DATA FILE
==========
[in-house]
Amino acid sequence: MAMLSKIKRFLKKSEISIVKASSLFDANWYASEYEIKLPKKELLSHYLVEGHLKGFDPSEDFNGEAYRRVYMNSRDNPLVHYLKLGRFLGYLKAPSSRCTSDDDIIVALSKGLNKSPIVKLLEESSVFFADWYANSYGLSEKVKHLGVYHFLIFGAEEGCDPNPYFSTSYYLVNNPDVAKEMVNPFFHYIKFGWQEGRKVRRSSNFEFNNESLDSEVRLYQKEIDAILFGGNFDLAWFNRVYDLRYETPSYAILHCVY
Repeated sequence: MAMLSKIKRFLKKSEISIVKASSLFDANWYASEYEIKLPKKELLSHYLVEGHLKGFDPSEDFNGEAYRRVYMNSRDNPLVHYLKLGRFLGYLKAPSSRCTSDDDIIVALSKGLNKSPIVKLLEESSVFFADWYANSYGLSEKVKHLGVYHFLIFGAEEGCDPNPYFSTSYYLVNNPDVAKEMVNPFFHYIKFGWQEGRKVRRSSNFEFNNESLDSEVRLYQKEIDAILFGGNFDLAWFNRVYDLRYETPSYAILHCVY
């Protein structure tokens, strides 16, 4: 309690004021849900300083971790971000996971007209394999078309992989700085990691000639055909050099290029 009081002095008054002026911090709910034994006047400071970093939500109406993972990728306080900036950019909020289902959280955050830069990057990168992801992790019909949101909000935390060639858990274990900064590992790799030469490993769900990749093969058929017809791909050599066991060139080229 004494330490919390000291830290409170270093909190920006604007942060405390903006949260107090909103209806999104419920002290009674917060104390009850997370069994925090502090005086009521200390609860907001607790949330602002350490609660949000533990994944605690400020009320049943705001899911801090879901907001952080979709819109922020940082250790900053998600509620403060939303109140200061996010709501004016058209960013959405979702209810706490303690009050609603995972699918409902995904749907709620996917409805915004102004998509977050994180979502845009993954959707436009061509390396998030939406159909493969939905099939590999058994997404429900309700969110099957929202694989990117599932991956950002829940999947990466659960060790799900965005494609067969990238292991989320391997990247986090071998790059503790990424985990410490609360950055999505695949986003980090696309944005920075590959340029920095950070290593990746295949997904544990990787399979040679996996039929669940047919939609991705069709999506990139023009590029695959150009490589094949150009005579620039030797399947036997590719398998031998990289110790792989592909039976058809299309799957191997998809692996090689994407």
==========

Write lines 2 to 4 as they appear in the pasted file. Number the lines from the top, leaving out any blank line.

Amino acid sequence: MAMLSKIKRFLKKSEISIVKASSLFDANWYASEYEIKLPKKELLSHYLVEGHLKGFDPSEDFNGEAYRRVYMNSRDNPLVHYLKLGRFLGYLKAPSSRCTSDDDIIVALSKGLNKSPIVKLLEESSVFFADWYANSYGLSEKVKHLGVYHFLIFGAEEGCDPNPYFSTSYYLVNNPDVAKEMVNPFFHYIKFGWQEGRKVRRSSNFEFNNESLDSEVRLYQKEIDAILFGGNFDLAWFNRVYDLRYETPSYAILHCVY
Repeated sequence: MAMLSKIKRFLKKSEISIVKASSLFDANWYASEYEIKLPKKELLSHYLVEGHLKGFDPSEDFNGEAYRRVYMNSRDNPLVHYLKLGRFLGYLKAPSSRCTSDDDIIVALSKGLNKSPIVKLLEESSVFFADWYANSYGLSEKVKHLGVYHFLIFGAEEGCDPNPYFSTSYYLVNNPDVAKEMVNPFFHYIKFGWQEGRKVRRSSNFEFNNESLDSEVRLYQKEIDAILFGGNFDLAWFNRVYDLRYETPSYAILHCVY
């Protein structure tokens, strides 16, 4: 309690004021849900300083971790971000996971007209394999078309992989700085990691000639055909050099290029 009081002095008054002026911090709910034994006047400071970093939500109406993972990728306080900036950019909020289902959280955050830069990057990168992801992790019909949101909000935390060639858990274990900064590992790799030469490993769900990749093969058929017809791909050599066991060139080229 004494330490919390000291830290409170270093909190920006604007942060405390903006949260107090909103209806999104419920002290009674917060104390009850997370069994925090502090005086009521200390609860907001607790949330602002350490609660949000533990994944605690400020009320049943705001899911801090879901907001952080979709819109922020940082250790900053998600509620403060939303109140200061996010709501004016058209960013959405979702209810706490303690009050609603995972699918409902995904749907709620996917409805915004102004998509977050994180979502845009993954959707436009061509390396998030939406159909493969939905099939590999058994997404429900309700969110099957929202694989990117599932991956950002829940999947990466659960060790799900965005494609067969990238292991989320391997990247986090071998790059503790990424985990410490609360950055999505695949986003980090696309944005920075590959340029920095950070290593990746295949997904544990990787399979040679996996039929669940047919939609991705069709999506990139023009590029695959150009490589094949150009005579620039030797399947036997590719398998031998990289110790792989592909039976058809299309799957191997998809692996090689994407």